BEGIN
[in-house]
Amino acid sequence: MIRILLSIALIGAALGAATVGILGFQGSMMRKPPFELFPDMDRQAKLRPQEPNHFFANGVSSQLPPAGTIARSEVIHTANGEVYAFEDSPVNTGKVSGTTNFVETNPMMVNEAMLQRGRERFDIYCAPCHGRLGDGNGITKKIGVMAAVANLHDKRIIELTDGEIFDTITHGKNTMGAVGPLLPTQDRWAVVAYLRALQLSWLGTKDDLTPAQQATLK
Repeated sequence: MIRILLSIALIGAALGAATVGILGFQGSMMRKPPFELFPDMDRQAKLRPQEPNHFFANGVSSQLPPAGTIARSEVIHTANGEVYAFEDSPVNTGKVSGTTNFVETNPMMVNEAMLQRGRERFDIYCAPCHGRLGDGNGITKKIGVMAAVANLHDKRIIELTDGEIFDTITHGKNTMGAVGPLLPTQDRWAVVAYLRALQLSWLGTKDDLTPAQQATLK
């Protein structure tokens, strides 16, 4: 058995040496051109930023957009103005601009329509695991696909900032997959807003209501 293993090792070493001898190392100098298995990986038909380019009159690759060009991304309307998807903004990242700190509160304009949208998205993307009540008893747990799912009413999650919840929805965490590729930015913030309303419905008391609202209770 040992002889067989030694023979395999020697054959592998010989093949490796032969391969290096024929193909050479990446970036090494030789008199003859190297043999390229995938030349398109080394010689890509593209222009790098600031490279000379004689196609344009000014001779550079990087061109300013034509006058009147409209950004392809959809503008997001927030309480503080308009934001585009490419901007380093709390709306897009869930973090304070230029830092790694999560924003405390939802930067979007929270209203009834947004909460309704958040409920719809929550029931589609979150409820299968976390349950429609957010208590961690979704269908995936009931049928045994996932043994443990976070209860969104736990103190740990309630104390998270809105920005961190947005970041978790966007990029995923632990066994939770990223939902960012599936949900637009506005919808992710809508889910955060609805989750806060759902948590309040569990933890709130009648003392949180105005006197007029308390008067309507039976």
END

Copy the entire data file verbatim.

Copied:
[in-house]
Amino acid sequence: MIRILLSIALIGAALGAATVGILGFQGSMMRKPPFELFPDMDRQAKLRPQEPNHFFANGVSSQLPPAGTIARSEVIHTANGEVYAFEDSPVNTGKVSGTTNFVETNPMMVNEAMLQRGRERFDIYCAPCHGRLGDGNGITKKIGVMAAVANLHDKRIIELTDGEIFDTITHGKNTMGAVGPLLPTQDRWAVVAYLRALQLSWLGTKDDLTPAQQATLK
Repeated sequence: MIRILLSIALIGAALGAATVGILGFQGSMMRKPPFELFPDMDRQAKLRPQEPNHFFANGVSSQLPPAGTIARSEVIHTANGEVYAFEDSPVNTGKVSGTTNFVETNPMMVNEAMLQRGRERFDIYCAPCHGRLGDGNGITKKIGVMAAVANLHDKRIIELTDGEIFDTITHGKNTMGAVGPLLPTQDRWAVVAYLRALQLSWLGTKDDLTPAQQATLK
């Protein structure tokens, strides 16, 4: 058995040496051109930023957009103005601009329509695991696909900032997959807003209501 293993090792070493001898190392100098298995990986038909380019009159690759060009991304309307998807903004990242700190509160304009949208998205993307009540008893747990799912009413999650919840929805965490590729930015913030309303419905008391609202209770 040992002889067989030694023979395999020697054959592998010989093949490796032969391969290096024929193909050479990446970036090494030789008199003859190297043999390229995938030349398109080394010689890509593209222009790098600031490279000379004689196609344009000014001779550079990087061109300013034509006058009147409209950004392809959809503008997001927030309480503080308009934001585009490419901007380093709390709306897009869930973090304070230029830092790694999560924003405390939802930067979007929270209203009834947004909460309704958040409920719809929550029931589609979150409820299968976390349950429609957010208590961690979704269908995936009931049928045994996932043994443990976070209860969104736990103190740990309630104390998270809105920005961190947005970041978790966007990029995923632990066994939770990223939902960012599936949900637009506005919808992710809508889910955060609805989750806060759902948590309040569990933890709130009648003392949180105005006197007029308390008067309507039976």